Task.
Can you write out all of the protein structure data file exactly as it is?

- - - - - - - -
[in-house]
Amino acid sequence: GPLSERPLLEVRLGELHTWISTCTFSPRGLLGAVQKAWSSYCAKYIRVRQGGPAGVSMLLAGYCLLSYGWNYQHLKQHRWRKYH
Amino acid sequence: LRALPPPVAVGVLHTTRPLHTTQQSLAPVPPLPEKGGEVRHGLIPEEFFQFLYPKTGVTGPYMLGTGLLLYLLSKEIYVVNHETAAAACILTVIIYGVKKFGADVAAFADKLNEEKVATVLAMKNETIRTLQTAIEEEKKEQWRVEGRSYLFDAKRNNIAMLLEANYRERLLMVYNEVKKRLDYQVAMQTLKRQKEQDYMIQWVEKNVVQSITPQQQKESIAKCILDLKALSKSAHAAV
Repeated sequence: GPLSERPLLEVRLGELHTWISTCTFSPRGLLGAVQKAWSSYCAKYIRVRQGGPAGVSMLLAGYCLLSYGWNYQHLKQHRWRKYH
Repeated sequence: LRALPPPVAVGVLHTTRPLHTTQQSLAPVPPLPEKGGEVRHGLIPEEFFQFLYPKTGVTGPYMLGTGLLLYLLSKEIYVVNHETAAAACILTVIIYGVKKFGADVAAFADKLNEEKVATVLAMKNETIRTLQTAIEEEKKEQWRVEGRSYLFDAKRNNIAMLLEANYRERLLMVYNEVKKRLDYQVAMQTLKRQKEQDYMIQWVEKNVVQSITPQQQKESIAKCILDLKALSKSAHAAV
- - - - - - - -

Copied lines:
[in-house]
Amino acid sequence: GPLSERPLLEVRLGELHTWISTCTFSPRGLLGAVQKAWSSYCAKYIRVRQGGPAGVSMLLAGYCLLSYGWNYQHLKQHRWRKYH
Amino acid sequence: LRALPPPVAVGVLHTTRPLHTTQQSLAPVPPLPEKGGEVRHGLIPEEFFQFLYPKTGVTGPYMLGTGLLLYLLSKEIYVVNHETAAAACILTVIIYGVKKFGADVAAFADKLNEEKVATVLAMKNETIRTLQTAIEEEKKEQWRVEGRSYLFDAKRNNIAMLLEANYRERLLMVYNEVKKRLDYQVAMQTLKRQKEQDYMIQWVEKNVVQSITPQQQKESIAKCILDLKALSKSAHAAV
Repeated sequence: GPLSERPLLEVRLGELHTWISTCTFSPRGLLGAVQKAWSSYCAKYIRVRQGGPAGVSMLLAGYCLLSYGWNYQHLKQHRWRKYH
Repeated sequence: LRALPPPVAVGVLHTTRPLHTTQQSLAPVPPLPEKGGEVRHGLIPEEFFQFLYPKTGVTGPYMLGTGLLLYLLSKEIYVVNHETAAAACILTVIIYGVKKFGADVAAFADKLNEEKVATVLAMKNETIRTLQTAIEEEKKEQWRVEGRSYLFDAKRNNIAMLLEANYRERLLMVYNEVKKRLDYQVAMQTLKRQKEQDYMIQWVEKNVVQSITPQQQKESIAKCILDLKALSKSAHAAV